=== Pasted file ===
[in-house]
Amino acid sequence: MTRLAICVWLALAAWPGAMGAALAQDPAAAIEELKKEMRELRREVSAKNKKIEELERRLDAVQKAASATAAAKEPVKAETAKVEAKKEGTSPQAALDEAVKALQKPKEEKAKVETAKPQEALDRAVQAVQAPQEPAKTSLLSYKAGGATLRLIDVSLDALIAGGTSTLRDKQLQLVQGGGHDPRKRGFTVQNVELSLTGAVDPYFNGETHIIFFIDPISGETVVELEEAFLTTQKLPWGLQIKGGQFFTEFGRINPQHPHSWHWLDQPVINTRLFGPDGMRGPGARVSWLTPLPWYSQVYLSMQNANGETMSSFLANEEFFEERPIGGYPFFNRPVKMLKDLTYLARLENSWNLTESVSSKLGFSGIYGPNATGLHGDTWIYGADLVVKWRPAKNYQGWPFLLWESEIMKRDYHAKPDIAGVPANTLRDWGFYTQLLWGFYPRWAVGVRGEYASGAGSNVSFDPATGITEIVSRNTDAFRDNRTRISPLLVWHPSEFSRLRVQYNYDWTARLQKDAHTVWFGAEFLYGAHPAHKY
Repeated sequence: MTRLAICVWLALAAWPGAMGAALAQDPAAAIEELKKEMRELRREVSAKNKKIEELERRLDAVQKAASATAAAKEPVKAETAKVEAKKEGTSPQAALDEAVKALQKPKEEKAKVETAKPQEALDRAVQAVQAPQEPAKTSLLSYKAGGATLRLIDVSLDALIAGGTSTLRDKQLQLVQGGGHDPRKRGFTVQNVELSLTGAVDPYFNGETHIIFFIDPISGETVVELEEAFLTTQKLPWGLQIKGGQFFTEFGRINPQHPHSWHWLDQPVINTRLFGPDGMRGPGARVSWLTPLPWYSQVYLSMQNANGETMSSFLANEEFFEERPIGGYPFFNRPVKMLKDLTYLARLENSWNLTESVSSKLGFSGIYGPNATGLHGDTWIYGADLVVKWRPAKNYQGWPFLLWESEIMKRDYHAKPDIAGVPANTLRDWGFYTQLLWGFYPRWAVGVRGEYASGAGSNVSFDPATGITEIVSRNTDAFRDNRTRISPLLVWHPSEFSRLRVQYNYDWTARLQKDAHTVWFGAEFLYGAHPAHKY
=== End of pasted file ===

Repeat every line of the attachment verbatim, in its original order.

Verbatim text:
[in-house]
Amino acid sequence: MTRLAICVWLALAAWPGAMGAALAQDPAAAIEELKKEMRELRREVSAKNKKIEELERRLDAVQKAASATAAAKEPVKAETAKVEAKKEGTSPQAALDEAVKALQKPKEEKAKVETAKPQEALDRAVQAVQAPQEPAKTSLLSYKAGGATLRLIDVSLDALIAGGTSTLRDKQLQLVQGGGHDPRKRGFTVQNVELSLTGAVDPYFNGETHIIFFIDPISGETVVELEEAFLTTQKLPWGLQIKGGQFFTEFGRINPQHPHSWHWLDQPVINTRLFGPDGMRGPGARVSWLTPLPWYSQVYLSMQNANGETMSSFLANEEFFEERPIGGYPFFNRPVKMLKDLTYLARLENSWNLTESVSSKLGFSGIYGPNATGLHGDTWIYGADLVVKWRPAKNYQGWPFLLWESEIMKRDYHAKPDIAGVPANTLRDWGFYTQLLWGFYPRWAVGVRGEYASGAGSNVSFDPATGITEIVSRNTDAFRDNRTRISPLLVWHPSEFSRLRVQYNYDWTARLQKDAHTVWFGAEFLYGAHPAHKY
Repeated sequence: MTRLAICVWLALAAWPGAMGAALAQDPAAAIEELKKEMRELRREVSAKNKKIEELERRLDAVQKAASATAAAKEPVKAETAKVEAKKEGTSPQAALDEAVKALQKPKEEKAKVETAKPQEALDRAVQAVQAPQEPAKTSLLSYKAGGATLRLIDVSLDALIAGGTSTLRDKQLQLVQGGGHDPRKRGFTVQNVELSLTGAVDPYFNGETHIIFFIDPISGETVVELEEAFLTTQKLPWGLQIKGGQFFTEFGRINPQHPHSWHWLDQPVINTRLFGPDGMRGPGARVSWLTPLPWYSQVYLSMQNANGETMSSFLANEEFFEERPIGGYPFFNRPVKMLKDLTYLARLENSWNLTESVSSKLGFSGIYGPNATGLHGDTWIYGADLVVKWRPAKNYQGWPFLLWESEIMKRDYHAKPDIAGVPANTLRDWGFYTQLLWGFYPRWAVGVRGEYASGAGSNVSFDPATGITEIVSRNTDAFRDNRTRISPLLVWHPSEFSRLRVQYNYDWTARLQKDAHTVWFGAEFLYGAHPAHKY